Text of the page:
NORTON EMBRACING THE UNKNOWN AHEAD OF SHAW AND PARTNERS WA RACE WEEK
He’s an outstanding paddler, but Tom Norton isn’t much of a surfski spectator.
“Yeah, I’m not great,” he laughs. “I’d rather participate than spectate, that’s for sure.”
The Australian found himself in the unique position of watching the World Championships, where he undoubtedly would have been a contender, fully-fit on the other side of the world.
“It was hard to watch in a way, knowing I would have loved to be there,” Norton told The Paddler.
“But on the other hand, I had something much bigger on… the excitement of that definitely outweighed missing out.”
That bigger task at hand was preparing to become a parent.
Norton and his fiancé Georgia Laird, an outstanding paddler who won The Doctor in 2018, are expecting the arrival of their first child any day now.
“It’s so exciting. We just can’t anticipate what it’s going to be like,” he says.
“It’s an unknown for us and that’s a really fun part about it.
“I don’t see my life changing too much… but I’m sure it will.”
The enormity of the milestone hasn’t slowed Norton’s surfski season.
In fact, stepping away from the competitive circuit wasn’t something he even considered.
“Not really,” he says. “It’s what I do.
“Family will always come first, but I’m really keen for The Doctor and Shaw and Partners WA Race Week, and I’m still training hard and focused.
“Maybe the extra miles over the next month might change, choosing to spend time with my family instead of focusing on myself and my paddling.”
Tom hasn’t raced in a global field since 2019, a year that saw him breakthrough major international victory at the NELO Summer Challenge.
Although he has been active on Australia’s domestic scene.
After an impressive start to the Australian Ocean Racing Series, that produced a commanding win at the Bridge to Beach, Norton took what he describes as a “big break” from training.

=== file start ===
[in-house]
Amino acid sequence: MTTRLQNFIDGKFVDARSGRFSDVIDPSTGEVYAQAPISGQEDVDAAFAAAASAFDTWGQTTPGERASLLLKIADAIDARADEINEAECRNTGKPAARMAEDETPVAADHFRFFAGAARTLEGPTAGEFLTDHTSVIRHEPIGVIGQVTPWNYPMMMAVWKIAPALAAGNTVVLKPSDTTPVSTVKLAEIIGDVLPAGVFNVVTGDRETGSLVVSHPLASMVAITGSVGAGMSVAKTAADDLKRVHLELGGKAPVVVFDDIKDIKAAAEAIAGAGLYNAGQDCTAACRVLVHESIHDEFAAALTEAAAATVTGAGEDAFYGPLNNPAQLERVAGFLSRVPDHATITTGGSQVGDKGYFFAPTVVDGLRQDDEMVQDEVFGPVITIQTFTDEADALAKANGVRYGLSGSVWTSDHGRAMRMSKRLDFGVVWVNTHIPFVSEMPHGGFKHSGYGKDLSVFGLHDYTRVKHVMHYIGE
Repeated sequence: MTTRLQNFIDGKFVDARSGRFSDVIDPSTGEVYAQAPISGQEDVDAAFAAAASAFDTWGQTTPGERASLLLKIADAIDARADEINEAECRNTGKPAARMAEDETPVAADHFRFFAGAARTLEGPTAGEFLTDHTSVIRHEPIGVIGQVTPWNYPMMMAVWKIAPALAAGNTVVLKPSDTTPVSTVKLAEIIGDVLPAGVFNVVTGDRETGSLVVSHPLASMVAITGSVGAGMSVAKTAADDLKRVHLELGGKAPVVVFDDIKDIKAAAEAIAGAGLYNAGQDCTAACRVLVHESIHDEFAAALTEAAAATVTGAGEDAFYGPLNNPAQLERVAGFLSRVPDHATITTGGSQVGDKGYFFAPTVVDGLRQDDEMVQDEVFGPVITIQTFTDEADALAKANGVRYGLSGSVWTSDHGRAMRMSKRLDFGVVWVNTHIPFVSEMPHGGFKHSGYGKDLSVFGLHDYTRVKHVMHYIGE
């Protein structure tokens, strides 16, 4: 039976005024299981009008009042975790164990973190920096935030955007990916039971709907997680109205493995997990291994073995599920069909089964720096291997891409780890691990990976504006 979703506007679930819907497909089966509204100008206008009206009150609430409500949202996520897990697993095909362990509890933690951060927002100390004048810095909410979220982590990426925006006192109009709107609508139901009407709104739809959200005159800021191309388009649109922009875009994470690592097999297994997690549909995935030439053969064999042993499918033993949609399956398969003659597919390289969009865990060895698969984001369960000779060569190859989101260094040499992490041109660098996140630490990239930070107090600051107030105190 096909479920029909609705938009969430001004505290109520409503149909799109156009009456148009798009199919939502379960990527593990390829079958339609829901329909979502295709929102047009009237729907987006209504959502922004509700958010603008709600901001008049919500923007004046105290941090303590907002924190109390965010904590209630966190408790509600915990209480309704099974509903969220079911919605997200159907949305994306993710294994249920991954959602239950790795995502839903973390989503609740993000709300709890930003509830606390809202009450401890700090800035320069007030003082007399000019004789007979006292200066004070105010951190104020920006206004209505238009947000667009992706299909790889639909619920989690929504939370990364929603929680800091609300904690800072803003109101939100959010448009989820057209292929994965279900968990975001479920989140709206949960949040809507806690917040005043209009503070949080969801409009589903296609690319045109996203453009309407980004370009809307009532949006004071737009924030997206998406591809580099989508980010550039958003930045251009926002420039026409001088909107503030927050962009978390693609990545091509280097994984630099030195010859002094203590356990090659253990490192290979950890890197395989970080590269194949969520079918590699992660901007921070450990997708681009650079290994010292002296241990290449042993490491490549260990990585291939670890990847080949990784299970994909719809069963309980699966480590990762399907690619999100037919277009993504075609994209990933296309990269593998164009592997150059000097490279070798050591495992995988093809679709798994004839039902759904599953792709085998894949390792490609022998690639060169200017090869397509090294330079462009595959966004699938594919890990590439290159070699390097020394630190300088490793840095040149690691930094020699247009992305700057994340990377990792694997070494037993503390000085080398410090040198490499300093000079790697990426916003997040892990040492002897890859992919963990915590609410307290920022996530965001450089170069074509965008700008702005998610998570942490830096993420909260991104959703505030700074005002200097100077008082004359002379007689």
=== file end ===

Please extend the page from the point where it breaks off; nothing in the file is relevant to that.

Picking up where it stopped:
“I was just a bit tired and a bit stale, as we all get.”
Since returning, however, he hasn’t missed the podium in what have been some seriously competitive fields.
The most recent arrived last weekend, where he finished second to Cory Hill at the Coolangatta Gold’s first-ever downwind race.
“Although I didn’t win, I’m definitely starting to feel some benefit from this big training block, which is positive,” he says.
“I think I’m paddling well. I’m doing a lot and feeling fatigued, but I’m hoping that there is light at the end of the tunnel.
“I guess we’ll wait and see at The Doctor.”
Tom Norton (left) with Coolangatta Gold downwind winner Cory Hill (centre) and third place Riley Fitzsimmons (right).
That’s the event Norton’s year has been building towards.
And although he has spent it home in Australia, he knows he can take confidence from the success that his training partners have struck overseas.
Valentin Henot won the European Championships and Mackenzie Hynard finished third at the World Titles in a stacked field. The trio train under Jeremy Cotter, while they also regularly paddle with others like Hill.
“I think we’re very lucky. To some extent we take it for granted that we can train with the calibre of athletes we do,” he says.
“We had three races over three weekends and there was a different winner each time.
“You can’t get much better training than that. We’re very lucky. I guess the only other place you can get that is South Africa.”
In saying that, Norton admits there is a rather large feeling of unknown – in racing, and of course, with impending parenthood.
But, through his typically laidback approach, Norton is choosing to embrace it as he looks to claim what would be the biggest win of his career in The Doctor.
“I’m not sure what’s coming,” he laughs. “I’m pretty confident that I’ve done enough work now to be on the pace and be a contender.
“Becoming a new dad, I hope it will be a happy part of my life. And you paddle well when you’re happy.”
“It has put everything into perspective a bit.
“After all, it is our hobby. As much as we are super serous about it, which is great, it is still a hobby.
“I’m realising you have to really enjoy it when you’re out there, because that’s what it’s all about.”